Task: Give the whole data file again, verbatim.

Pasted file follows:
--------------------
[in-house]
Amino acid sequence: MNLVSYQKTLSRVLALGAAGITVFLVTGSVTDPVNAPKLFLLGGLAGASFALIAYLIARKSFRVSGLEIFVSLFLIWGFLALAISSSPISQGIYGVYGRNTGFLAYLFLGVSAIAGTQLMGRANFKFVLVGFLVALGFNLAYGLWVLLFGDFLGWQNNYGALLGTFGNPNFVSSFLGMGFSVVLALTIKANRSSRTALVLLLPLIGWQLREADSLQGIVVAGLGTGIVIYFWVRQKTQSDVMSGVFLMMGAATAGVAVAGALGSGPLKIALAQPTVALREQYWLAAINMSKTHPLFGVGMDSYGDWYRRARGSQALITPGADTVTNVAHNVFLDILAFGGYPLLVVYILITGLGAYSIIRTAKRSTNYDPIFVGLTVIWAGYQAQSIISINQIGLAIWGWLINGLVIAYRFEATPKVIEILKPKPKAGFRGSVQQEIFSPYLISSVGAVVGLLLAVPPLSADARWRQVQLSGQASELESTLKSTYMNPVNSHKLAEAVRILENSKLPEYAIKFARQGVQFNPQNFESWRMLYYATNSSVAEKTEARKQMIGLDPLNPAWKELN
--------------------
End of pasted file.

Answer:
[in-house]
Amino acid sequence: MNLVSYQKTLSRVLALGAAGITVFLVTGSVTDPVNAPKLFLLGGLAGASFALIAYLIARKSFRVSGLEIFVSLFLIWGFLALAISSSPISQGIYGVYGRNTGFLAYLFLGVSAIAGTQLMGRANFKFVLVGFLVALGFNLAYGLWVLLFGDFLGWQNNYGALLGTFGNPNFVSSFLGMGFSVVLALTIKANRSSRTALVLLLPLIGWQLREADSLQGIVVAGLGTGIVIYFWVRQKTQSDVMSGVFLMMGAATAGVAVAGALGSGPLKIALAQPTVALREQYWLAAINMSKTHPLFGVGMDSYGDWYRRARGSQALITPGADTVTNVAHNVFLDILAFGGYPLLVVYILITGLGAYSIIRTAKRSTNYDPIFVGLTVIWAGYQAQSIISINQIGLAIWGWLINGLVIAYRFEATPKVIEILKPKPKAGFRGSVQQEIFSPYLISSVGAVVGLLLAVPPLSADARWRQVQLSGQASELESTLKSTYMNPVNSHKLAEAVRILENSKLPEYAIKFARQGVQFNPQNFESWRMLYYATNSSVAEKTEARKQMIGLDPLNPAWKELN